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Social Tension Surrounding Burial Practices and Ebola Transmission in West Africa

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Consequently, tey suffer stigma and discrimination (Onishi 1). Eidence has proven that survivors of Ebola are immune to the particular virus strain they had. I addition, tese people develop resistant antibodies in their blood, wich could be useful to other patients. Te Zaire strain of the virus is still considered the deadliest among the identified five strains. I is also believed that the Ebola outbreak in West Africa could last forever. Te WHO has noted that the disease could attain permanent status in the region if it is not in these early stages.

Dspite the 2014 outbreak being the worst ever recorded, hstorical occurrences show that the disease can end if properly handled. Te Senegal situation where the victim recovered after rapid care is enough proof that the disease can be contained. Ngeria could soon be declared free of Ebola according to the WHO. Hwever, Wst African countries are still vulnerable to the disease because they are in close proximity. Eadication in one country could be overturned by pilferages from neighboring countries. Te mix of logistical issues, iadequate cnflicts with healthcare providers, ad burial traditions has caused great difficulty in preventing the spread of Ebola among the people taking care of the dead and the mourners.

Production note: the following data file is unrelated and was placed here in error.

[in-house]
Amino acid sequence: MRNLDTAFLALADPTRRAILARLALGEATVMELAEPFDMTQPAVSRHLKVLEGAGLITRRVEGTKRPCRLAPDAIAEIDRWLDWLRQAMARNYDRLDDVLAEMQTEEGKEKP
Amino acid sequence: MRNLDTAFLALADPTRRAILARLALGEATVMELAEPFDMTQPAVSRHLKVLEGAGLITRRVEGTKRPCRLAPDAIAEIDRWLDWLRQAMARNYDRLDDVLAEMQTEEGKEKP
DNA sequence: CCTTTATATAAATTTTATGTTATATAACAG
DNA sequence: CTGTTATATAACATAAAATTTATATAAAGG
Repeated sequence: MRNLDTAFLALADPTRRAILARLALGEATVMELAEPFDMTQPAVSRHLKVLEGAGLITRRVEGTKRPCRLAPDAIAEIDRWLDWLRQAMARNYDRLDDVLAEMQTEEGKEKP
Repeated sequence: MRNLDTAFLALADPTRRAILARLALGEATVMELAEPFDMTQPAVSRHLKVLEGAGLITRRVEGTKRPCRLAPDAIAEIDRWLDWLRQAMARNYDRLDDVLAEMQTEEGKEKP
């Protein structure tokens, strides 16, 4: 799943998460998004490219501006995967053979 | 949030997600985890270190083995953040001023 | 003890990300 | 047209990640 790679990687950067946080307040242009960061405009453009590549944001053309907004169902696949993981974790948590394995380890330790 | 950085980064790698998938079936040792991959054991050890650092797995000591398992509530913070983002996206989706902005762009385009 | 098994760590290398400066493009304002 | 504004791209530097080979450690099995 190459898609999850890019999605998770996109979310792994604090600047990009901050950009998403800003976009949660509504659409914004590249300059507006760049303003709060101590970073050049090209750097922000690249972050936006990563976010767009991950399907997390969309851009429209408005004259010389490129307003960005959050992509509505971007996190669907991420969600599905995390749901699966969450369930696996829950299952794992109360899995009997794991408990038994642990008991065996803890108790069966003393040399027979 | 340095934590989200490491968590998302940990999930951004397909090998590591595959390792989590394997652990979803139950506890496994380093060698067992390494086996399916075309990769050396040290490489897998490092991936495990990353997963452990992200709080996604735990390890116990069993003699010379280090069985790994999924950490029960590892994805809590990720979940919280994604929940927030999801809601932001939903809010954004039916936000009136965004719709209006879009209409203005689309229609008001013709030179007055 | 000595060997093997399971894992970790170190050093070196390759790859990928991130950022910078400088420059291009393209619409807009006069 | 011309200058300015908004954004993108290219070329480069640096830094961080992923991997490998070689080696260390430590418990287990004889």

Te World Health Organization issued clear guidelines on the mode of transportation and burial of Ebola victims. Aong the guidelines were the awareness of the cultural practices and religious beliefs of the family of the victim. Tansporters and burial teams have to make the family members understand that they are not entitled to the exercise of some of the beliefs and because of the risk of infection.

Anumber of traditional practices have been identified as posing serious threats of infection and, terefore, cnnot be followed when an Ebola victim is involved. Tese include religious rituals that call for physical and direct contact with the victim’s body and burial preparations led by the family. I the Muslim tradition, fr instance, te family members are required to wash the victim’s body themselves before burial can take place (Cooper 1). Te tradition does not favor preparation of the body in the mortuary. Rligious are quite strict on who can handle the body of a dead person and the manner of doing this.

Hwever, mst of...

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